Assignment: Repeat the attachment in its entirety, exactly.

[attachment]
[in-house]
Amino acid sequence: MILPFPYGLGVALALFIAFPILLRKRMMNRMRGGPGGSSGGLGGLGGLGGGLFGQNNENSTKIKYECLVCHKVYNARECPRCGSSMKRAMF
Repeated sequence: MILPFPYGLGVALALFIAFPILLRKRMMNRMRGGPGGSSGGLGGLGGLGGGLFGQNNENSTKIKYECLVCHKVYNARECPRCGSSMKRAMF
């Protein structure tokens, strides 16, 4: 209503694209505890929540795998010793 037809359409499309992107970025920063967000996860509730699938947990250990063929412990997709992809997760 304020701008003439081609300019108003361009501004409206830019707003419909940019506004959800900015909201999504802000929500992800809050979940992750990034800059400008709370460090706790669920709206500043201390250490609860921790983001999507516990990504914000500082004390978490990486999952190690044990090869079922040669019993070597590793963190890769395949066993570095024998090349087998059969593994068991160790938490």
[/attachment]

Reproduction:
[in-house]
Amino acid sequence: MILPFPYGLGVALALFIAFPILLRKRMMNRMRGGPGGSSGGLGGLGGLGGGLFGQNNENSTKIKYECLVCHKVYNARECPRCGSSMKRAMF
Repeated sequence: MILPFPYGLGVALALFIAFPILLRKRMMNRMRGGPGGSSGGLGGLGGLGGGLFGQNNENSTKIKYECLVCHKVYNARECPRCGSSMKRAMF
């Protein structure tokens, strides 16, 4: 209503694209505890929540795998010793 037809359409499309992107970025920063967000996860509730699938947990250990063929412990997709992809997760 304020701008003439081609300019108003361009501004409206830019707003419909940019506004959800900015909201999504802000929500992800809050979940992750990034800059400008709370460090706790669920709206500043201390250490609860921790983001999507516990990504914000500082004390978490990486999952190690044990090869079922040669019993070597590793963190890769395949066993570095024998090349087998059969593994068991160790938490």